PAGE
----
The Constructible Universe
Sommersemester 2024
Universität Hamburg
Fachbereich Mathematik

Lecturer 
Prof. Dr. Benedikt Löwe 
Lectures

Lecture I: 8 April 2024. Geom H1.
§1. Historical background and motivation.
Hilbert's problems: Hilbert's first problem, the continuum hypothesis \(\mathsf{CH}\).
Meaning of \(2^{\aleph_0} = \aleph_1\) and the role of the axiom of choice.
Proof that there is a surjection from \(\wp(\mathbb{N})\) onto \(\aleph_1\) without
use of the axiom of choice. Emil du Bois Raymond: Grenzen des Naturerkennens and
the ignorabimus.
Hilbert's "Wir müssen wissen, wir werden wissen".
Independence of \(\mathsf{CH}\): Gödel's 1938 result and Cohen's 1962 result.
§2. Substructures. Definitions. Absoluteness. Upwards and downwards absoluteness.
Atomic formulas, propositional formulas, \(\exists\), \(\forall\), \(\exists\forall\),
and \(\forall\exists\)formulas. Absoluteness of propositional formulas.
Preservation of upwards absoluteness by \(\exists\) and downwards absoluteness by \(\forall\).
Elementary substructures. Reminder: the isomorphism lemma. Elementary embeddings.
§3. The language of set theory.
Formulas describing 0 and 1 are not propositional and not absolute for substructures.
Example. The formula describing the power set is not absolute.
Transitive substructures. The formula describing 0 is absolute for transitive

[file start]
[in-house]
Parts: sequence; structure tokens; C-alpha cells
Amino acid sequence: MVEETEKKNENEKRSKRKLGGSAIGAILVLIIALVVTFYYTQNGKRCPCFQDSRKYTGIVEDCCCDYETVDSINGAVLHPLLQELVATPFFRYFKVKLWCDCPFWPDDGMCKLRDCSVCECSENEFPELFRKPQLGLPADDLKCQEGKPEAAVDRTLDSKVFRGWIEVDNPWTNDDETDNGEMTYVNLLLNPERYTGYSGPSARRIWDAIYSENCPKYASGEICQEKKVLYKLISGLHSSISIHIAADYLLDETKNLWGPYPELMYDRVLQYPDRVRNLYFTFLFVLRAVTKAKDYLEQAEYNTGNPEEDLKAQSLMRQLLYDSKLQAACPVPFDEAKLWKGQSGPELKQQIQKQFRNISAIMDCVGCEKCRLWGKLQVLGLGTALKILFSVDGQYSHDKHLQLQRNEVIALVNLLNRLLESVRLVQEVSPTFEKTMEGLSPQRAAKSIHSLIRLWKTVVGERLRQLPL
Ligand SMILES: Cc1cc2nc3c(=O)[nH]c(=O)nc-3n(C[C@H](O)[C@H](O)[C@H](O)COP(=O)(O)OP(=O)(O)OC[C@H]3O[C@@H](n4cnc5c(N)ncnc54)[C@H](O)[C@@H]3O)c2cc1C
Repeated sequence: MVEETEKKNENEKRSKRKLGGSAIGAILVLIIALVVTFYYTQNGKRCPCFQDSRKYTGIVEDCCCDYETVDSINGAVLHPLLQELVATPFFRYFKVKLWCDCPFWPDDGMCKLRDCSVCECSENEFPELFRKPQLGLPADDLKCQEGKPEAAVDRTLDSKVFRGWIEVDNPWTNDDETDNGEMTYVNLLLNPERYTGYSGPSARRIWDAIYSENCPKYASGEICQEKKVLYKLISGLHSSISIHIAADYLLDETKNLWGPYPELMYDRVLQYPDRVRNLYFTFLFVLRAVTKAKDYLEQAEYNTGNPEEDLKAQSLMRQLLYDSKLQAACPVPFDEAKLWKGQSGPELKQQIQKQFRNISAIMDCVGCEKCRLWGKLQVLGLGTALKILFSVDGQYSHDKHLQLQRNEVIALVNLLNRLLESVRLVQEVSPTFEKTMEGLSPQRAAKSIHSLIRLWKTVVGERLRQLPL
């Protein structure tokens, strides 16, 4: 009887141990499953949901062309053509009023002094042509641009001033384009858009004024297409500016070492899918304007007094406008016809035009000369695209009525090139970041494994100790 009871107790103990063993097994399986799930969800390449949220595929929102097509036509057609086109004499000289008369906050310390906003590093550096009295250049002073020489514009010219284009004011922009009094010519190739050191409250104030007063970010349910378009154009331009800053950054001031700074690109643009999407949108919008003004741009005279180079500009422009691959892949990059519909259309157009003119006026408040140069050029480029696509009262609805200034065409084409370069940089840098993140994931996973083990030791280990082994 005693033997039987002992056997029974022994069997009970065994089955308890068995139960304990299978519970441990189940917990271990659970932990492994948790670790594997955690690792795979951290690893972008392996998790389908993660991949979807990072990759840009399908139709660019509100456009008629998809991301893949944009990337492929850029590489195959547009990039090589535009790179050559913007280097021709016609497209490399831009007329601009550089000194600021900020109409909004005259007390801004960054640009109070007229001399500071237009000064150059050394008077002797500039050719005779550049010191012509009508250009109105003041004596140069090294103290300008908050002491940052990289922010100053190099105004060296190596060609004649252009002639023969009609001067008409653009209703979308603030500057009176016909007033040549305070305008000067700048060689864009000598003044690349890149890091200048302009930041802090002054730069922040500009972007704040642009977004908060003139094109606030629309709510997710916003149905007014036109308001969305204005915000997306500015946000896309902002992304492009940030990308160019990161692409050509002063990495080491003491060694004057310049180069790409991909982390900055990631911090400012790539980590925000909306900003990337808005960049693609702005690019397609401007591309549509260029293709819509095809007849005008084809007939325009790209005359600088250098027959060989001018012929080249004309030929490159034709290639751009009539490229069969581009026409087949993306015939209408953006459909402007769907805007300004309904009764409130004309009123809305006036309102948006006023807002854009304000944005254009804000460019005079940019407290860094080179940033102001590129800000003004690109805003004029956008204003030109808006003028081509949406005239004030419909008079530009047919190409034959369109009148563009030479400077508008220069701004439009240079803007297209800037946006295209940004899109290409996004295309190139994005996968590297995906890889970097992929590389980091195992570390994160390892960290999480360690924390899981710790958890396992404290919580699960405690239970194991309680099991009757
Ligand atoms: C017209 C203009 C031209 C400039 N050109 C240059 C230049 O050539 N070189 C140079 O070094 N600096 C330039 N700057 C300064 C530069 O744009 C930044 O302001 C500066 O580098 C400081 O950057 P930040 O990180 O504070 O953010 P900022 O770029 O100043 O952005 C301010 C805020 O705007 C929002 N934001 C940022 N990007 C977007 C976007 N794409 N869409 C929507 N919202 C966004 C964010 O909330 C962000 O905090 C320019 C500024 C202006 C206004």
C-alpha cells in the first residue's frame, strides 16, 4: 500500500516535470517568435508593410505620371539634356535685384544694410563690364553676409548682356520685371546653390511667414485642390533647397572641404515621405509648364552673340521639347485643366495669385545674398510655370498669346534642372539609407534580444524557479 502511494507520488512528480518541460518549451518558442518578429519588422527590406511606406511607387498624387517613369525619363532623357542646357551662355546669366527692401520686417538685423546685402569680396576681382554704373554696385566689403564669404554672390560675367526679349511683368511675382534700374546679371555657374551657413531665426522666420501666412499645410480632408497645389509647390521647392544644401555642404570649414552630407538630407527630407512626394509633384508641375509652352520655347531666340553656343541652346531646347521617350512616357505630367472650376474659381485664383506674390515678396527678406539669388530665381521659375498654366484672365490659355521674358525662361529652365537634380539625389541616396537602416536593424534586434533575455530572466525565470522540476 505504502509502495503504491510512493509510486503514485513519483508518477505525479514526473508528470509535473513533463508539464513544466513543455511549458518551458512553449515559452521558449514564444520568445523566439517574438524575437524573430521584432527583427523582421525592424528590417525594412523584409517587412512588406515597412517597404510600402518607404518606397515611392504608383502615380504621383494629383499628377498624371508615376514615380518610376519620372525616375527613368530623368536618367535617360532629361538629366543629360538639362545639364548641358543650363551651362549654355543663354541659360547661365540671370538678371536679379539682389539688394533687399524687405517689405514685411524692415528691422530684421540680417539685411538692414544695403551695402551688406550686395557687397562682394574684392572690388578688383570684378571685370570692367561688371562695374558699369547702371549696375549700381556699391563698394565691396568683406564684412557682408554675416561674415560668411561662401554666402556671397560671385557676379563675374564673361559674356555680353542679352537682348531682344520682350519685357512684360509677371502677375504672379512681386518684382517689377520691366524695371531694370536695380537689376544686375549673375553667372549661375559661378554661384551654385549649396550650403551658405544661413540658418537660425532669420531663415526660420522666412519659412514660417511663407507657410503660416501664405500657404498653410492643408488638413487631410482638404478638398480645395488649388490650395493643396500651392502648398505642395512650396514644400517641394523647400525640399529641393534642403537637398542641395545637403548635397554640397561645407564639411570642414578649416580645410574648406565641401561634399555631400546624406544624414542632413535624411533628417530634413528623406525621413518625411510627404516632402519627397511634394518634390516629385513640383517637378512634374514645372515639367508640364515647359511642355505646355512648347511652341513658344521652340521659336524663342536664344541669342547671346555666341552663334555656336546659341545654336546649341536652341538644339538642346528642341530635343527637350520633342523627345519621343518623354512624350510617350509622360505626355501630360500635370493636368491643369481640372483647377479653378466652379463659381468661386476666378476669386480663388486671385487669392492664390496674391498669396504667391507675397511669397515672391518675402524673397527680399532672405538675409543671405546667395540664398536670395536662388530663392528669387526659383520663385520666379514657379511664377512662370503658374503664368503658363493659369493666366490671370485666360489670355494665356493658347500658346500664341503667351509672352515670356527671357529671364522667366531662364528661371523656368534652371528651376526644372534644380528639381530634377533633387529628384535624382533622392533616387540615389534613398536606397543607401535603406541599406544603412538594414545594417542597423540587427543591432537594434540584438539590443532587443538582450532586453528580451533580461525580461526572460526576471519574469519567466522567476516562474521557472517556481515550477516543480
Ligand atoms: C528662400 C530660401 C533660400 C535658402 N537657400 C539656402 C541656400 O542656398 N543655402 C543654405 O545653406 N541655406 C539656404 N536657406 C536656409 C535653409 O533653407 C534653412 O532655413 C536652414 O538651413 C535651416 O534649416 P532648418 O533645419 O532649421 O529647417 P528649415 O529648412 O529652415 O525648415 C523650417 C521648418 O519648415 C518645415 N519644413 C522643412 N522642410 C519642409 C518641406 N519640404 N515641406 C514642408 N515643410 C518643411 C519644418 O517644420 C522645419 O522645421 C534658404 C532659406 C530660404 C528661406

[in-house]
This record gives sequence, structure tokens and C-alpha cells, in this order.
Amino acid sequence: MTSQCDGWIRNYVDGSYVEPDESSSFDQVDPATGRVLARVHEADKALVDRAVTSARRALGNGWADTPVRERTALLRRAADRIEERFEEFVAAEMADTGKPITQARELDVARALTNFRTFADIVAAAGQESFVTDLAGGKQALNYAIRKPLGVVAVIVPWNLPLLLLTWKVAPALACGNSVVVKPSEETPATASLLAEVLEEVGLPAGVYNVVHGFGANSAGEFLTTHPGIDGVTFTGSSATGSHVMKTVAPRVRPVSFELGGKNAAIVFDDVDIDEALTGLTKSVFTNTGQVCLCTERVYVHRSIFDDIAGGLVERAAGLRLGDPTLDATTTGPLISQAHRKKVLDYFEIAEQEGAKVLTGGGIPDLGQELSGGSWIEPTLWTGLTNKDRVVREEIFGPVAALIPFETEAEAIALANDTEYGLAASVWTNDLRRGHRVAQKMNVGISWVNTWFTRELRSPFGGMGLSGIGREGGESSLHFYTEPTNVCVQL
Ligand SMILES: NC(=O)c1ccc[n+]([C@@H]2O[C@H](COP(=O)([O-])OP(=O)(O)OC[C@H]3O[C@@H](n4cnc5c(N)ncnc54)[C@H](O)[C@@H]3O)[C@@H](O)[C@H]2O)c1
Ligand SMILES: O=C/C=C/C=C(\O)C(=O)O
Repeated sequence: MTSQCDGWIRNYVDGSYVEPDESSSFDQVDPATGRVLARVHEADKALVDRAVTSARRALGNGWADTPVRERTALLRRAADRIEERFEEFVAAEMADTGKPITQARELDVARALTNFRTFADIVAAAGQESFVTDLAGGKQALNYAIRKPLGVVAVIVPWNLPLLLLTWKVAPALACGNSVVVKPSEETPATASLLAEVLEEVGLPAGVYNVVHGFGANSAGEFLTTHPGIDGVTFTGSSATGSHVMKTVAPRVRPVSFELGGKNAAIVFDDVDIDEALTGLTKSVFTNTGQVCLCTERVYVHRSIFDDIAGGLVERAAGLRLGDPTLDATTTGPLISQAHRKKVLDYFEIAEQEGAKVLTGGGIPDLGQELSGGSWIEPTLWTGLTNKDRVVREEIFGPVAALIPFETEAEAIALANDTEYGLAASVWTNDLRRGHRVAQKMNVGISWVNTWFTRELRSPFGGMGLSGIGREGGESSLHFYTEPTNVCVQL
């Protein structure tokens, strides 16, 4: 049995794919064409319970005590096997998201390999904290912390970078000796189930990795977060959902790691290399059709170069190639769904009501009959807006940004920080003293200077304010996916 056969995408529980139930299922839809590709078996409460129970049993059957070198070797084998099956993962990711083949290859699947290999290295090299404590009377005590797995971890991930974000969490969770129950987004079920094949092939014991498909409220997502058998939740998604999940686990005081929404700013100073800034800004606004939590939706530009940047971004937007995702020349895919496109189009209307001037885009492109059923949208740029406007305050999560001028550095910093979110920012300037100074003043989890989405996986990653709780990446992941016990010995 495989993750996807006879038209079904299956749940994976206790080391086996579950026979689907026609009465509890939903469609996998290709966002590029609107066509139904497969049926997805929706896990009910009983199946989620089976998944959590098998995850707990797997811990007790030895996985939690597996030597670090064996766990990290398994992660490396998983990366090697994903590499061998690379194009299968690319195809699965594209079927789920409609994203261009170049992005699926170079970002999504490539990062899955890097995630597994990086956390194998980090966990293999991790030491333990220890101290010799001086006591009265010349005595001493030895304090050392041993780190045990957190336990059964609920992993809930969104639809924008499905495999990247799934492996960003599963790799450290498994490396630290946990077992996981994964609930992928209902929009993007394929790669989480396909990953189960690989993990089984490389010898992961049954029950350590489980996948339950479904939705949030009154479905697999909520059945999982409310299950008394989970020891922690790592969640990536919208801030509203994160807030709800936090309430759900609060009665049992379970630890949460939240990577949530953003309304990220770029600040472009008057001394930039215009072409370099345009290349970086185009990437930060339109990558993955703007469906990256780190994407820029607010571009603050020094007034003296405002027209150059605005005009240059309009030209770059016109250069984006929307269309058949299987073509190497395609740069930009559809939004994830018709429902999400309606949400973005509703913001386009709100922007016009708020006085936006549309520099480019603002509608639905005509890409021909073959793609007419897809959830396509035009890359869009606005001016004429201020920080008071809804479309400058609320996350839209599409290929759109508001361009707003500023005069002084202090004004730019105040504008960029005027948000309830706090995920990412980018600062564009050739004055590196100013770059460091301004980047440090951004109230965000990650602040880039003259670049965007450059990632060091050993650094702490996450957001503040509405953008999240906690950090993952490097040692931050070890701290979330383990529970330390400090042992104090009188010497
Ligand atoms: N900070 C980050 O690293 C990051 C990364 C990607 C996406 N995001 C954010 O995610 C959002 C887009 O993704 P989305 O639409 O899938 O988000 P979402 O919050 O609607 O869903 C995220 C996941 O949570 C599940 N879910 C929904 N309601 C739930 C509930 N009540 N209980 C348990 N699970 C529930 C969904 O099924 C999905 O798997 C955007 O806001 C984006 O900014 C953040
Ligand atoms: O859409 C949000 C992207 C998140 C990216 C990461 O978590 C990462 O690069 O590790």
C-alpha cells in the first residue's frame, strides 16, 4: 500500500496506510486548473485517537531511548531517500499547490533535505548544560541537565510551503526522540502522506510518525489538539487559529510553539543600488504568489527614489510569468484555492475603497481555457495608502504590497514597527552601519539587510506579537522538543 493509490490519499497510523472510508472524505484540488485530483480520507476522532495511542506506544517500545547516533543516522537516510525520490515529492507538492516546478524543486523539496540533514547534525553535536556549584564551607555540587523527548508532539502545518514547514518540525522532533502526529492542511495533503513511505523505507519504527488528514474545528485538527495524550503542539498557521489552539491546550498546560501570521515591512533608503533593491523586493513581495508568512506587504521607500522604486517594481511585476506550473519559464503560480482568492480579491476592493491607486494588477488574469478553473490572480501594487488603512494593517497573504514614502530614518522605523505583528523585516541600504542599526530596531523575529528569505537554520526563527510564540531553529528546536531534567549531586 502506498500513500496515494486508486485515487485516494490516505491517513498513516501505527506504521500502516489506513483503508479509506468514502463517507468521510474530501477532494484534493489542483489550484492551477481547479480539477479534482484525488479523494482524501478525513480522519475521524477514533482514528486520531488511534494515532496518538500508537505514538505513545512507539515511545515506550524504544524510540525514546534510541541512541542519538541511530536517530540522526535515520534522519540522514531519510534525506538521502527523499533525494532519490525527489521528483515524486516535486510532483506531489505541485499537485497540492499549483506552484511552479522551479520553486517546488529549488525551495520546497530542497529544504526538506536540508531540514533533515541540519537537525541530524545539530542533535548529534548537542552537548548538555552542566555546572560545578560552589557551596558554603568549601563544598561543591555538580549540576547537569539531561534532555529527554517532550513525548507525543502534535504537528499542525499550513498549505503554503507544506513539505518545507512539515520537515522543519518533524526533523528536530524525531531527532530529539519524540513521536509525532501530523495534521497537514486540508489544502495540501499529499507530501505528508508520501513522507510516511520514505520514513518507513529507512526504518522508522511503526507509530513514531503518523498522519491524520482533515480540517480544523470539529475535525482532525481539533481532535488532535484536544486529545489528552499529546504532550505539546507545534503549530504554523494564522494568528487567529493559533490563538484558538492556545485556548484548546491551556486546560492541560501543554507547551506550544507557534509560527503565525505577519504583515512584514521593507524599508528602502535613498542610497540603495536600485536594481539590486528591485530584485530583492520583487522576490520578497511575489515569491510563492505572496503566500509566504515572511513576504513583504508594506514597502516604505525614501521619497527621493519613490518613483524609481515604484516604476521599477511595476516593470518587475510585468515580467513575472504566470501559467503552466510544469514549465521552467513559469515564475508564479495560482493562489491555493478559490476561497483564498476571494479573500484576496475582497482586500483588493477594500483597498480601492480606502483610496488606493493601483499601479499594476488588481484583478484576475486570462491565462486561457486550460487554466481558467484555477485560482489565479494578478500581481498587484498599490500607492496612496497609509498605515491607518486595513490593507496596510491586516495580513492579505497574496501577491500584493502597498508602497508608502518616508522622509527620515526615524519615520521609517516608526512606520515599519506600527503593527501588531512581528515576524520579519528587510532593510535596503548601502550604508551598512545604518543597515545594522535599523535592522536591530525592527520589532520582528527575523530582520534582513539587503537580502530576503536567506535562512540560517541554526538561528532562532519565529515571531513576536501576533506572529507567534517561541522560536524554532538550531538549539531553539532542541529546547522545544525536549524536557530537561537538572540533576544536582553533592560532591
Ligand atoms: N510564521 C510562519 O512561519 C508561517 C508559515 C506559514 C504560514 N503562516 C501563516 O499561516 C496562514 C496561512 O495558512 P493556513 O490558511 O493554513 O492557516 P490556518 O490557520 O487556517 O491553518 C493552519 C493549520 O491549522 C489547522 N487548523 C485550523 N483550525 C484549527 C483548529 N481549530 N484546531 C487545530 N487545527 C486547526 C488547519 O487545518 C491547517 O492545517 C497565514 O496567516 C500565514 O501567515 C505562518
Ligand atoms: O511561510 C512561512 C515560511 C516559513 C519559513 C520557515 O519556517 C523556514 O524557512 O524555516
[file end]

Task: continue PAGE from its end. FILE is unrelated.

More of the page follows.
substructures.
Lecture Notes.


Lecture II: 15 April 2024. Geom H1.
§4. Transitive substructures.
Bounded quantification and \(\Delta_0\) formulas. Absoluteness of \(\Delta_0\) formulas
for transitive models. \(\Delta_0^T\) formulas for a theory \(T\). Examples of
\(\Delta_0^T\) formulas: subset, pair, singleton, empty set, union, intersection.
Extensionality and Foundation hold in transitive submodels of models of Extensionality
or Foundation, respectively. Conditions for having Pairing, Union, and Power set
in transitive submodels. Definable operations. Absoluteness of definable operations.
Concatenations of absolute formulas and operations are absolute. Examples of further
absolute formulas.
§5. Relativisation. Definable substructures. Definition of the relativisation
of a formula. Proof of relative consistency via proving relativised formulas.
§6. The von Neumann hierarchy.
Definition and basic properties. Remark about the consistency proof of Foundation.
Lecture Notes.


Lecture III: 22 April 2024.
Geom H1.
§6. The von Neumann hierarchy.
The von Neumann hierarchy is defined by a formula, i.e., an inner model. Closure properties